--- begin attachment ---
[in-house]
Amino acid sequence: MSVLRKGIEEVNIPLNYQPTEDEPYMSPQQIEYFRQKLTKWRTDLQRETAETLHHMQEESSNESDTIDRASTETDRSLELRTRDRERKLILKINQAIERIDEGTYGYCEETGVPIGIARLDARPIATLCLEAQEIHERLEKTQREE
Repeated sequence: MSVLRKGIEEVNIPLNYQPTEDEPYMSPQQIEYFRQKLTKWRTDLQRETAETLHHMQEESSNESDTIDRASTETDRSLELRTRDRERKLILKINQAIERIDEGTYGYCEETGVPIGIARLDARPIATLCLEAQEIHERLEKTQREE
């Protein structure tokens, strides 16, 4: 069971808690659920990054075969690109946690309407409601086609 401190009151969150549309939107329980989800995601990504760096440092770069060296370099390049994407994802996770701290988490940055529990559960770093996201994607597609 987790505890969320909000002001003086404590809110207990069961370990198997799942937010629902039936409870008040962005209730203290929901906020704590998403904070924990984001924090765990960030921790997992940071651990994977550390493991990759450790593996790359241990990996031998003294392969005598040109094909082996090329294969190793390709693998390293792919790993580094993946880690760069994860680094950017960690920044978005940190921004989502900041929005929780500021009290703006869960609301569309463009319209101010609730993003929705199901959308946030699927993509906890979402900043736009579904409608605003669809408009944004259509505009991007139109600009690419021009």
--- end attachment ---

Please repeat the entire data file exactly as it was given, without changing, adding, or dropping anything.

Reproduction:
[in-house]
Amino acid sequence: MSVLRKGIEEVNIPLNYQPTEDEPYMSPQQIEYFRQKLTKWRTDLQRETAETLHHMQEESSNESDTIDRASTETDRSLELRTRDRERKLILKINQAIERIDEGTYGYCEETGVPIGIARLDARPIATLCLEAQEIHERLEKTQREE
Repeated sequence: MSVLRKGIEEVNIPLNYQPTEDEPYMSPQQIEYFRQKLTKWRTDLQRETAETLHHMQEESSNESDTIDRASTETDRSLELRTRDRERKLILKINQAIERIDEGTYGYCEETGVPIGIARLDARPIATLCLEAQEIHERLEKTQREE
């Protein structure tokens, strides 16, 4: 069971808690659920990054075969690109946690309407409601086609 401190009151969150549309939107329980989800995601990504760096440092770069060296370099390049994407994802996770701290988490940055529990559960770093996201994607597609 987790505890969320909000002001003086404590809110207990069961370990198997799942937010629902039936409870008040962005209730203290929901906020704590998403904070924990984001924090765990960030921790997992940071651990994977550390493991990759450790593996790359241990990996031998003294392969005598040109094909082996090329294969190793390709693998390293792919790993580094993946880690760069994860680094950017960690920044978005940190921004989502900041929005929780500021009290703006869960609301569309463009319209101010609730993003929705199901959308946030699927993509906890979402900043736009579904409608605003669809408009944004259509505009991007139109600009690419021009």